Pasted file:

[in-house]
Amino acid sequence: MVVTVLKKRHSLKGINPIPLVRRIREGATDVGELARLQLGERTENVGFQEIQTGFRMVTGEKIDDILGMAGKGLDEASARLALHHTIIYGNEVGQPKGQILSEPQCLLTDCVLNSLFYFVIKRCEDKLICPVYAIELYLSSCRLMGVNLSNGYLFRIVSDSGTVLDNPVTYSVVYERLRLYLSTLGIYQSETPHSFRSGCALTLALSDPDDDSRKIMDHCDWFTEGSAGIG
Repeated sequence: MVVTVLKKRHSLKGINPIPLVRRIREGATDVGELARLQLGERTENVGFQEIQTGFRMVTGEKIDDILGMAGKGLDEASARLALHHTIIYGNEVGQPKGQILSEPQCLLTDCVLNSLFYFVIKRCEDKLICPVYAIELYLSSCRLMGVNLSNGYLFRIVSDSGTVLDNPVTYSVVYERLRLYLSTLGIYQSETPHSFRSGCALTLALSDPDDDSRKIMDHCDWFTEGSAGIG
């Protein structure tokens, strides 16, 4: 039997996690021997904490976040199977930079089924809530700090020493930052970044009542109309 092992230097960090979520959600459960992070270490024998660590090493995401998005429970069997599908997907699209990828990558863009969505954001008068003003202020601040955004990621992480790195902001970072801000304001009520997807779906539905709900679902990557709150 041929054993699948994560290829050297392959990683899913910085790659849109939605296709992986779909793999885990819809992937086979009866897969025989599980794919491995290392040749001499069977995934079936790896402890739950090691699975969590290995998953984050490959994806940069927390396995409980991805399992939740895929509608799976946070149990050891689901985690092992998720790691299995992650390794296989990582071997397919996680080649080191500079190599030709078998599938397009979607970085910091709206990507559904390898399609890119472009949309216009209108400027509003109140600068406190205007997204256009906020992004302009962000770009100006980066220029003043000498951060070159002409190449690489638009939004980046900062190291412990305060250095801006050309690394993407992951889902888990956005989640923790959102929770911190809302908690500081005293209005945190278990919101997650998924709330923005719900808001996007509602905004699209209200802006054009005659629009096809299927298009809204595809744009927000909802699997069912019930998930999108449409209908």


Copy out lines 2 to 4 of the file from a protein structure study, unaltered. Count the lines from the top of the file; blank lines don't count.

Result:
Amino acid sequence: MVVTVLKKRHSLKGINPIPLVRRIREGATDVGELARLQLGERTENVGFQEIQTGFRMVTGEKIDDILGMAGKGLDEASARLALHHTIIYGNEVGQPKGQILSEPQCLLTDCVLNSLFYFVIKRCEDKLICPVYAIELYLSSCRLMGVNLSNGYLFRIVSDSGTVLDNPVTYSVVYERLRLYLSTLGIYQSETPHSFRSGCALTLALSDPDDDSRKIMDHCDWFTEGSAGIG
Repeated sequence: MVVTVLKKRHSLKGINPIPLVRRIREGATDVGELARLQLGERTENVGFQEIQTGFRMVTGEKIDDILGMAGKGLDEASARLALHHTIIYGNEVGQPKGQILSEPQCLLTDCVLNSLFYFVIKRCEDKLICPVYAIELYLSSCRLMGVNLSNGYLFRIVSDSGTVLDNPVTYSVVYERLRLYLSTLGIYQSETPHSFRSGCALTLALSDPDDDSRKIMDHCDWFTEGSAGIG
């Protein structure tokens, strides 16, 4: 039997996690021997904490976040199977930079089924809530700090020493930052970044009542109309 092992230097960090979520959600459960992070270490024998660590090493995401998005429970069997599908997907699209990828990558863009969505954001008068003003202020601040955004990621992480790195902001970072801000304001009520997807779906539905709900679902990557709150 041929054993699948994560290829050297392959990683899913910085790659849109939605296709992986779909793999885990819809992937086979009866897969025989599980794919491995290392040749001499069977995934079936790896402890739950090691699975969590290995998953984050490959994806940069927390396995409980991805399992939740895929509608799976946070149990050891689901985690092992998720790691299995992650390794296989990582071997397919996680080649080191500079190599030709078998599938397009979607970085910091709206990507559904390898399609890119472009949309216009209108400027509003109140600068406190205007997204256009906020992004302009962000770009100006980066220029003043000498951060070159002409190449690489638009939004980046900062190291412990305060250095801006050309690394993407992951889902888990956005989640923790959102929770911190809302908690500081005293209005945190278990919101997650998924709330923005719900808001996007509602905004699209209200802006054009005659629009096809299927298009809204595809744009927000909802699997069912019930998930999108449409209908």